Poenget med å se på eksempler fra antisemittismen er først og fremst å skremme oss vekk fra å delta i en politisert gruppeideologisering. Ved å kollektivisere andre kollektiviserer en selg selv også, og det blir en form for plikt å handle på vegne av sin egen gruppe og de verdier man mener denne representerer. En konsekvens er dermed at det finnes en form for moral og lojalitet innbakt i diskrimineringen av andre. En sterk form for selvrettferdighet.

Når omtalen av muslimer i offentligheten får for mange tegn på at fremstillingen vel så mye dreier seg om å sikre egen gruppe, en form for selvopprettholdelse, er veien til  gruppehat kort.

Høsten 2006, kom det ut to bøker om integrasjon i Norge som viser et annet tema som synes å gå igjen i integreringsdebattene; et angrep på venstresiden. Hege Storhaugs «Men størst av alt er friheten» og Bruce Bawer «While Europe slept – How radical islam is destroying the west from within», er bøker skrevet av forfatterne med et selvbilde som liberale, de er dogmatisk entydige i sitt verdistandpunkt og de er skuffet over andre liberalere som de mener fraskriver seg et samfunnsmessig ansvar i møte med religiøs fundamentalisme og islamisme. Deres syn har preget den senere integreringsdebatten med bemerkelsesverdig intensitet. ”Snillister på venstresiden” er for tiden de som gis skylden for det som altfor ofte beskrives som en ”feilslått integreringspolitikk”.

Med et sterkt forsøk på å analysere de siste fem års debatter så objektivt jeg klarer, har jeg vanskelig for å se på hvilken måte venstresidens politikere har vært ”nyttige idioter” som er ”godtroende når det gjelder terrorisme”. For det første har vi hatt en lang periode med borgerlig regjering som vanskeliggjør angrepet på ”venstresiden”, for det andre kan jeg ikke se at et noe mer tilbakeholdent forhold til bruk av lovforbud mot hijab eller henteekteskap skal være grunnlag for å bli fremstilt som ”nyttige idioter”. Det burde heller ikke kvalifisere til stempelet snillist å anerkjenne at en traumatisk flyktninghistorie kan være sosiologiske forklaringsfaktorer. Jeg har også lett etter hvorvidt representanter for venstresiden har anerkjent eller støttet overgrep i kulturens navn, og aldri funnet et slikt tilfelle.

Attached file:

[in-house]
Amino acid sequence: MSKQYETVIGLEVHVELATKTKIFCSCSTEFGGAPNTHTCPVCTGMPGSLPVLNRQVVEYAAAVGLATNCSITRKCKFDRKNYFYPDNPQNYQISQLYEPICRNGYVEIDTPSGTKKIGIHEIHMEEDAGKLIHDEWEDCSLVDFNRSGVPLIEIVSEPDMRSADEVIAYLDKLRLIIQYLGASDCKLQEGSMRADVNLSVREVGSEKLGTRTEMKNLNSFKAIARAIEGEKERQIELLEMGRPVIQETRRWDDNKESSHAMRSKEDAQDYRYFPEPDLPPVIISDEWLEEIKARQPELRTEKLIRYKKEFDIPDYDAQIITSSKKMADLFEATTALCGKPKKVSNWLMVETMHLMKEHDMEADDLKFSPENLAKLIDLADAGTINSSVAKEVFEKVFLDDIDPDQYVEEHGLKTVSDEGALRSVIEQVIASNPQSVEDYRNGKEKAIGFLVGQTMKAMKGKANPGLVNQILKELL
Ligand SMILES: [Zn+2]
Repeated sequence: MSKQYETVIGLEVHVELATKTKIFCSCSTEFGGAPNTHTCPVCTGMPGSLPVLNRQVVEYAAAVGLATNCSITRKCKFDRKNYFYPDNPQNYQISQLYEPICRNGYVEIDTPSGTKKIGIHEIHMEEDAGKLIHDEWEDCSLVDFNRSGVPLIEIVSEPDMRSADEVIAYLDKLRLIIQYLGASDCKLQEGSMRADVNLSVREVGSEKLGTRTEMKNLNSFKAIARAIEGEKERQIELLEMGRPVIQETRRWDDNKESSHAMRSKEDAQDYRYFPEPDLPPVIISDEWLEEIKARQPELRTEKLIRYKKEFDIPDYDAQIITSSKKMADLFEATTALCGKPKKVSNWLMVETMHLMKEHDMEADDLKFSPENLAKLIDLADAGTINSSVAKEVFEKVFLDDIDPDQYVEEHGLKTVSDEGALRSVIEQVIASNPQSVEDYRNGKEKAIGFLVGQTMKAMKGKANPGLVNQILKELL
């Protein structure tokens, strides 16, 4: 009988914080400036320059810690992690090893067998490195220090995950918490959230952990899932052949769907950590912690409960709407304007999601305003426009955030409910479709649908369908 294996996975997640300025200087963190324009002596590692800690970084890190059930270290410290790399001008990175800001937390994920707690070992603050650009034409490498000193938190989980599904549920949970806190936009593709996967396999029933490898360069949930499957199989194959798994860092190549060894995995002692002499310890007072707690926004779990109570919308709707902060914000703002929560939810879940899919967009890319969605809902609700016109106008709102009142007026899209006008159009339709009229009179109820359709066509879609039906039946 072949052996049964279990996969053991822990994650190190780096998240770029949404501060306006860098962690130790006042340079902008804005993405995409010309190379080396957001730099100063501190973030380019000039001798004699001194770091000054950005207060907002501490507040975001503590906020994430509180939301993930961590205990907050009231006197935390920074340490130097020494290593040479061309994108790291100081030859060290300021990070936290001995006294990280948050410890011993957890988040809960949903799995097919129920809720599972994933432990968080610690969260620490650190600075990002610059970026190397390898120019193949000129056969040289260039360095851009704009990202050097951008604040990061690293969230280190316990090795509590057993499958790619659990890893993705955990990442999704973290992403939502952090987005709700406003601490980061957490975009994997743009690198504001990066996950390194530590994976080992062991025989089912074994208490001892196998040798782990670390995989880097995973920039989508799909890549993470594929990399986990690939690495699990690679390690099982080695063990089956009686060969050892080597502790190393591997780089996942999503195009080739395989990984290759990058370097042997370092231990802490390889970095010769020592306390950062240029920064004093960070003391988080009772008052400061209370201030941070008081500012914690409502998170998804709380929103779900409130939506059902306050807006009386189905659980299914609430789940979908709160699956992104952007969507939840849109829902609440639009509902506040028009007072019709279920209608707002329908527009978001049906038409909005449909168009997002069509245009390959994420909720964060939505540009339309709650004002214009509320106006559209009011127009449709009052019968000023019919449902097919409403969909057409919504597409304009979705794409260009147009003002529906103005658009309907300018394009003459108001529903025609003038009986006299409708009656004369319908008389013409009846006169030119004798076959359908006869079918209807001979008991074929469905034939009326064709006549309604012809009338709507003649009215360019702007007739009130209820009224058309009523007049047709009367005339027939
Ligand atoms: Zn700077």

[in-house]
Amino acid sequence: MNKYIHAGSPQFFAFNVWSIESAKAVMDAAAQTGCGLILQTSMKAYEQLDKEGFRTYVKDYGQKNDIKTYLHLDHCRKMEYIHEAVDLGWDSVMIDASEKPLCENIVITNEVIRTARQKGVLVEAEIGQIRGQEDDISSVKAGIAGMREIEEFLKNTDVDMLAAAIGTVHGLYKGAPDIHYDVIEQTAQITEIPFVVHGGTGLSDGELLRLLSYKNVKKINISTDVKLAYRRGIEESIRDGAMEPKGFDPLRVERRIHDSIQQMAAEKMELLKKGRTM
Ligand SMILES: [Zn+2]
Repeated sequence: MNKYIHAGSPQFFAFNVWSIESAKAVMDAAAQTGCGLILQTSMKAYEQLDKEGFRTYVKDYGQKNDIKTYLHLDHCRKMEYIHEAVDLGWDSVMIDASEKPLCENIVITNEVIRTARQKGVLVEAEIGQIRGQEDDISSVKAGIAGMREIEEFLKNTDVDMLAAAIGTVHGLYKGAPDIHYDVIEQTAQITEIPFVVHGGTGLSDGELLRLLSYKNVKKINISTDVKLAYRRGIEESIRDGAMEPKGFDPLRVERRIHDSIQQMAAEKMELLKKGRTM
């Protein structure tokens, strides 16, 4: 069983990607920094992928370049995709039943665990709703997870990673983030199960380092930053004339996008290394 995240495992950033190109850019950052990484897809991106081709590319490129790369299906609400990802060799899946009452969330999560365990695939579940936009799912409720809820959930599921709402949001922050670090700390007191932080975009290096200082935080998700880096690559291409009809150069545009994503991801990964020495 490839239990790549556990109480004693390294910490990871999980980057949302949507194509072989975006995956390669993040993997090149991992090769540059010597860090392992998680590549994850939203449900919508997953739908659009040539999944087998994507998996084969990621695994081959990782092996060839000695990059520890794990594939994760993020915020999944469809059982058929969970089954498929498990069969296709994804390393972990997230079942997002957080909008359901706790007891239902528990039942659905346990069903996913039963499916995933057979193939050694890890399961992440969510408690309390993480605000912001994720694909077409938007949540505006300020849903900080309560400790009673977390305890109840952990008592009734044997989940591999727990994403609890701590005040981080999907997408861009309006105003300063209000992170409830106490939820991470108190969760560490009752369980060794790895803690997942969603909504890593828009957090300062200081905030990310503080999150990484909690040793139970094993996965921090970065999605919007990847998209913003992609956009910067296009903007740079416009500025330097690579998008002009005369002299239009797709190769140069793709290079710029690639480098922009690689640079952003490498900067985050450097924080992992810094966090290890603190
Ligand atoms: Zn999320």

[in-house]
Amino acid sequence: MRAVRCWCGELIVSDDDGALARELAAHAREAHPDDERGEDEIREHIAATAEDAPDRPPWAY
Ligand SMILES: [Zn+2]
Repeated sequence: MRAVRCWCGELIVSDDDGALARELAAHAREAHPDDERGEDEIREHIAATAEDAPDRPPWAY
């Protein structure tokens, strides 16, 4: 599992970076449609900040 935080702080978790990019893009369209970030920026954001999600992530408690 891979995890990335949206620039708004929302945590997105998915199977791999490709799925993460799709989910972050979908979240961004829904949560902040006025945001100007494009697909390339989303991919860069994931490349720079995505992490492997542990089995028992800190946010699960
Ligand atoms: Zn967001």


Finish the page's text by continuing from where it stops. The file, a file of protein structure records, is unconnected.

Det er selvsagt en plikt å si fra når en opplever at sentrale verdier er truet. Å stilltiende akseptere radikale ideologier er å delta. Det verdifokuset debatten i dag preges av er imidlertid for lite spesifisert. I kampen mot andre gruppers praksis eller verdisyn og i forsvar for eget, bør det foreligge et visst krav til empirisk samfunnskunnskap og evne til nyansert analyse. Med empirisk kunnskap mener jeg dokumentert data på hva din motstandsgruppe egentlig står for, hvem i gruppen som forfekter dette synet, hvorvidt det stemmer for et flertall i gruppen og hvorvidt de ser på seg selv som en gruppe i det hele tatt.

Innlegg på Menneskerettighetshusets seminar «Skjult rasisme i norske medier?», 7. desember 2006

Tale til Ossietzkyprisvinner Ebba Haslund

ALLTID OPPREIST

har jeg tenkt om Ebba Haslund så lenge jeg har kjent henne. I dag er det mitt store privilegium å takke henne for alltid å være engasjert og informert. For at hun aldri er redd for å si sin  alltid velformulerte mening. Alltid står oppreist for det hun tror på uansett hvor sterk motvinden er.  Kanskje blir man så motstandsdyktig av å vokse opp i og leve gjennom 80% et århundre gjennomtrukket av krig og urett, fanatisme og nød, ideologiske og politiske sammenbrudd, og vår egen arts forsøk på å forgifte den  enestående kloden vi lever på.

Den USA-ledete okkupasjonen av Irak var «enda råere enn den jeg selv opplevde». sa Ebba i et avisintervju i 2004.  Ebba tilhører en generasjon som var unge da Norge ble okkupert. Motstandskampen mot Hitler var livsfarlig, men kampen mot nazismens undertrykkelse kom også til å prege livene til mange. De ble menn og kvinner hvis medmenneskelighet og medfølelse aldri sløves.  Som Ebba. Mennesker som aldri slutter å gjenkjenne ofrenes lidelser og raseri, som vet at det kunne ha vært meg… Aldri blir for gamle til å  arbeide for en fredelig verden.

Fra krigstrommene begynte å larme i Det Hvite Hus  engasjerte hun seg kraftig mot den varslede okkupasjonen av Irak. I 2003 sto hun i spissen for 409 forfatterkolleger som ba regjeringen om å holde Norge vekk fra en krig mot Irak. Aldri tidligere i Forfatterforeningens 110-årige historie hadde så mange forfattere samlet seg om et politisk utspill. Regjeringen tok høflig imot forfatterdelegasjon og appeller, men verken disse eller de overveldende demonstrasjonene i Norge og resten av verden kunne få Bondevik-regjeringen fra å rygge baklengs inn i den USA-skapte politiske hengemyra Irak som raskt ble til et blodig kaos.

I juni 2004 tok Ebba og Thorvald Steen initiativet til en ny appell til regjeringen om å trekke Norge ut av den uverdige krigen, som raskt samlet 242 kolleger.  ”Jeg hadde håpet at andre skulle begynne en ny protestbølge mot Norges deltakelse i Irak, men ingenting skjedde. Og siden Thorvald Steen og jeg er de eneste æresmedlemmene i Forfatterforeningen, føltes det naturlig for oss å sette i gang en.” Sa Ebba til Klassekampen. Typisk Ebba, heldigvis, tenkte mange, mange med meg.